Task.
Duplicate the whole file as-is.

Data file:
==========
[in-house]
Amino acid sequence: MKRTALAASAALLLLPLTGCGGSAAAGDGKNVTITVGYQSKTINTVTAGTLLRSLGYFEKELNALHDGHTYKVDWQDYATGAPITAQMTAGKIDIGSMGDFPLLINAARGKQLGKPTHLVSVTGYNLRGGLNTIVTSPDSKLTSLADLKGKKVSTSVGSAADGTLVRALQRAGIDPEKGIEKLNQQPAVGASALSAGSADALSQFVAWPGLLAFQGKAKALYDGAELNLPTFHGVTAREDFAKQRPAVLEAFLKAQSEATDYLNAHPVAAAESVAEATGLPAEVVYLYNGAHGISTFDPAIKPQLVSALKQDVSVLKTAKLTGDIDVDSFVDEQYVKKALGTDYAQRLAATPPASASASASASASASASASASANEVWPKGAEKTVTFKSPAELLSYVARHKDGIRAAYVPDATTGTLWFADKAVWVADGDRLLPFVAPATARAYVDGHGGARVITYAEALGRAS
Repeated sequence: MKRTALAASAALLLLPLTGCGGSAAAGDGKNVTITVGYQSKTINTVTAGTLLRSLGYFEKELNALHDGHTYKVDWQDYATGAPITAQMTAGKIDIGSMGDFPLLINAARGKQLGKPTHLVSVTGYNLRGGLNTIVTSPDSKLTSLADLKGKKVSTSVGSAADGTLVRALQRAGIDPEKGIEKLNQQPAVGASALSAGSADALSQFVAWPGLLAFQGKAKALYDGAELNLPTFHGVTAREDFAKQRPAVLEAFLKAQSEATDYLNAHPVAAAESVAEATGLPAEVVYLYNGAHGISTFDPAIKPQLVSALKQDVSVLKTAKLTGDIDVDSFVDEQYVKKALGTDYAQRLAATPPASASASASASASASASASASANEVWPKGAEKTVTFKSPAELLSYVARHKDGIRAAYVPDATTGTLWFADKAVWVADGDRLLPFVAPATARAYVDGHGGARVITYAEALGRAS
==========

[in-house]
Amino acid sequence: MKRTALAASAALLLLPLTGCGGSAAAGDGKNVTITVGYQSKTINTVTAGTLLRSLGYFEKELNALHDGHTYKVDWQDYATGAPITAQMTAGKIDIGSMGDFPLLINAARGKQLGKPTHLVSVTGYNLRGGLNTIVTSPDSKLTSLADLKGKKVSTSVGSAADGTLVRALQRAGIDPEKGIEKLNQQPAVGASALSAGSADALSQFVAWPGLLAFQGKAKALYDGAELNLPTFHGVTAREDFAKQRPAVLEAFLKAQSEATDYLNAHPVAAAESVAEATGLPAEVVYLYNGAHGISTFDPAIKPQLVSALKQDVSVLKTAKLTGDIDVDSFVDEQYVKKALGTDYAQRLAATPPASASASASASASASASASASANEVWPKGAEKTVTFKSPAELLSYVARHKDGIRAAYVPDATTGTLWFADKAVWVADGDRLLPFVAPATARAYVDGHGGARVITYAEALGRAS
Repeated sequence: MKRTALAASAALLLLPLTGCGGSAAAGDGKNVTITVGYQSKTINTVTAGTLLRSLGYFEKELNALHDGHTYKVDWQDYATGAPITAQMTAGKIDIGSMGDFPLLINAARGKQLGKPTHLVSVTGYNLRGGLNTIVTSPDSKLTSLADLKGKKVSTSVGSAADGTLVRALQRAGIDPEKGIEKLNQQPAVGASALSAGSADALSQFVAWPGLLAFQGKAKALYDGAELNLPTFHGVTAREDFAKQRPAVLEAFLKAQSEATDYLNAHPVAAAESVAEATGLPAEVVYLYNGAHGISTFDPAIKPQLVSALKQDVSVLKTAKLTGDIDVDSFVDEQYVKKALGTDYAQRLAATPPASASASASASASASASASASANEVWPKGAEKTVTFKSPAELLSYVARHKDGIRAAYVPDATTGTLWFADKAVWVADGDRLLPFVAPATARAYVDGHGGARVITYAEALGRAS